By PETE CAR
There was a time when I was a younger man and lived in Alameda, California.
My purpose was to work in the Oakland Raiders public relations department. My other purpose was to learn and soak up a wonderful life experience that still carries with me in everything I've become today.
As a senior at Kutztown University, I was chosen to work with the team for the season as an intern. As a life long Raiders fan, it was a dream come true.
Being able to meet the likes of Jerry Rice, Tim Brown, Charles Woodson, Jim Otto, Fred Biletnikoff and an array of other NFL legends and celebrities became the norm after awhile.
Hanging out in the locker room with the players became a daily routine. Setting up conference calls with Mike Shanahan was mundane. Carrying Super Bowl trophies from the headquarters to events in an interns car was magical.
"We actually have the Super Bowl trophies in this car," I'd say to my fellow interns.
And yes, the Raiders trusted interns with taking three iconic trophies, worth nearly $40,000, into a Honda Civic.
I can still remember my conversations with Rich Gannon, a Philadelphia product, about growing up in Allentown. I still remember speaking Polish to Sebastian Janikowski. I still have a tie that Jerry Rice gave me during a promotional photo shoot and I'll always laugh at diving head first onto a rain soaked tarp at the Coliseum thanks in part to a dare from my boss.
But one thing that will always have an imprint in my mind is meeting Al Davis for the first time.
The Raiders legendary owner died on Saturday at the age of 82 and for all the public roastings he's gotten over the years and all the controversy that has followed him, it's actually touching to hear all the positives about this man's life, which have never been shared before.
He was a man viewed many different ways, even by his own people, but there is no denying that I have never been more in awe in one man's presence then when Mr. Davis strolled into his office one morning while I was talking with his secretary.
His classic glasses. The accustomed white suit. And a presence that is unmatched.
That's what flashed through my 22-year-old mind at the moment.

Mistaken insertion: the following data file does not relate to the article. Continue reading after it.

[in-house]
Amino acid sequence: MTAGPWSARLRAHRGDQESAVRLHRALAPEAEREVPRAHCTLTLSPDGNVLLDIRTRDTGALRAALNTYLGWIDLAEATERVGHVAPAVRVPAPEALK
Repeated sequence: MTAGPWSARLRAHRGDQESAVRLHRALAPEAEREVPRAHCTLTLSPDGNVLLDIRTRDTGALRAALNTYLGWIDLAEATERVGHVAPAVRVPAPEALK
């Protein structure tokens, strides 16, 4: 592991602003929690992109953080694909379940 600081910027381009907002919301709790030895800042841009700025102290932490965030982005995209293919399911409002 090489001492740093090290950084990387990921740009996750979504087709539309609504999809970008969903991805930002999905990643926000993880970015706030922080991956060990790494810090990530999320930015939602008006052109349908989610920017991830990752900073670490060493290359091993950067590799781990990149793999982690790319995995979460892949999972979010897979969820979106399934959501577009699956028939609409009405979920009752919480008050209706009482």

After he glared at me for being in his office, I said, "Hello, Mr. Davis."
"Who are you?" he replied.
I quickly told him my name and what I'm doing in his organization. He asked where I was from and where I went to college. He immediately talked about Andre Reed and John Mobley as Kutztown products.
He ended our brief conversation with this little anecdote, "No matter what you do in life, do everything the best that you can."
Seeing Mr. Davis in the office didn't happen often, but when I would get a peak at him late in the week, usually Thursdays, I'd always get nervous.
Making eye contact with him was paramount.
"Hello, Peter," he would say.
It meant a lot that he remembered my name.
A few years ago the team invited me out to dinner in a New Jersey hotel across from the site of the Meadowlands before they played the Giants.
I sat at a table next to my friend who still works for the team. It ended up being the same table that Mr. Davis and his brother Jerry were sitting at.
Mr. Davis glanced over and said, "Is that Peter from Kutztown?"
I smiled and said, "Yes, that's me Mr. Davis."
He said, "What are you doing over here?"
I told him that I lived in Pennsylvania and that I was working as a sports journalist after graduating from college.
"Another sports writer huh? Hopefully, you're a good one because there aren't many anymore," said the old Syracuse grad who majored in English. "Just know this, you'll always be a Raider."
No matter how much I've disagreed and cursed the man for the decisions he's made since the Raiders last Super Bowl jaunt in 2003, it's tough to forget the actual man. It's tough to forget the motto's he actually lived by. It's tough to forget his rebellious spirit that has a place in all of us.
Being a Raider actually meant something from a psychological perspective and that's something I've never let go.
People who know me can connect the dots with that last statement for how I live my life and I wouldn't want to be any other way.
The Raiders may just be a sports team to many fans, but it's a lifestyle for anyone that has had the honor and prestige to be called a Raider and I have Mr. Davis to thank for that.